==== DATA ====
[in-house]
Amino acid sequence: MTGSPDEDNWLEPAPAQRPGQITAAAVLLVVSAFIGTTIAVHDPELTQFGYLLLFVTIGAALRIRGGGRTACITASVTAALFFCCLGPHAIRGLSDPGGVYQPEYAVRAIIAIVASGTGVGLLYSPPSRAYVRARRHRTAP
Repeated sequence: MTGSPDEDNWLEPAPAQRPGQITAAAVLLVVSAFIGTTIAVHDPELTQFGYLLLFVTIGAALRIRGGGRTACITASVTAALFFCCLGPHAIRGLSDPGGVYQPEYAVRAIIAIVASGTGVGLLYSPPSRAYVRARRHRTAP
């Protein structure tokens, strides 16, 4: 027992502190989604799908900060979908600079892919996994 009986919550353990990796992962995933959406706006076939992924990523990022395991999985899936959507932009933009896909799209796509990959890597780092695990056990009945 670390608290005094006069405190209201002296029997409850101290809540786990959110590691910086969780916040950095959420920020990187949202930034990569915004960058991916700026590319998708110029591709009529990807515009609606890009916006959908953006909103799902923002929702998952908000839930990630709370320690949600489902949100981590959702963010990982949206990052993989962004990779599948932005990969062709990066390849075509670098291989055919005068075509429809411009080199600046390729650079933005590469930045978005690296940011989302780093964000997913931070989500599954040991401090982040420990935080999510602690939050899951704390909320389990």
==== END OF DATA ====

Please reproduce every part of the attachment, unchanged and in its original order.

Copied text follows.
[in-house]
Amino acid sequence: MTGSPDEDNWLEPAPAQRPGQITAAAVLLVVSAFIGTTIAVHDPELTQFGYLLLFVTIGAALRIRGGGRTACITASVTAALFFCCLGPHAIRGLSDPGGVYQPEYAVRAIIAIVASGTGVGLLYSPPSRAYVRARRHRTAP
Repeated sequence: MTGSPDEDNWLEPAPAQRPGQITAAAVLLVVSAFIGTTIAVHDPELTQFGYLLLFVTIGAALRIRGGGRTACITASVTAALFFCCLGPHAIRGLSDPGGVYQPEYAVRAIIAIVASGTGVGLLYSPPSRAYVRARRHRTAP
């Protein structure tokens, strides 16, 4: 027992502190989604799908900060979908600079892919996994 009986919550353990990796992962995933959406706006076939992924990523990022395991999985899936959507932009933009896909799209796509990959890597780092695990056990009945 670390608290005094006069405190209201002296029997409850101290809540786990959110590691910086969780916040950095959420920020990187949202930034990569915004960058991916700026590319998708110029591709009529990807515009609606890009916006959908953006909103799902923002929702998952908000839930990630709370320690949600489902949100981590959702963010990982949206990052993989962004990779599948932005990969062709990066390849075509670098291989055919005068075509429809411009080199600046390729650079933005590469930045978005690296940011989302780093964000997913931070989500599954040991401090982040420990935080999510602690939050899951704390909320389990």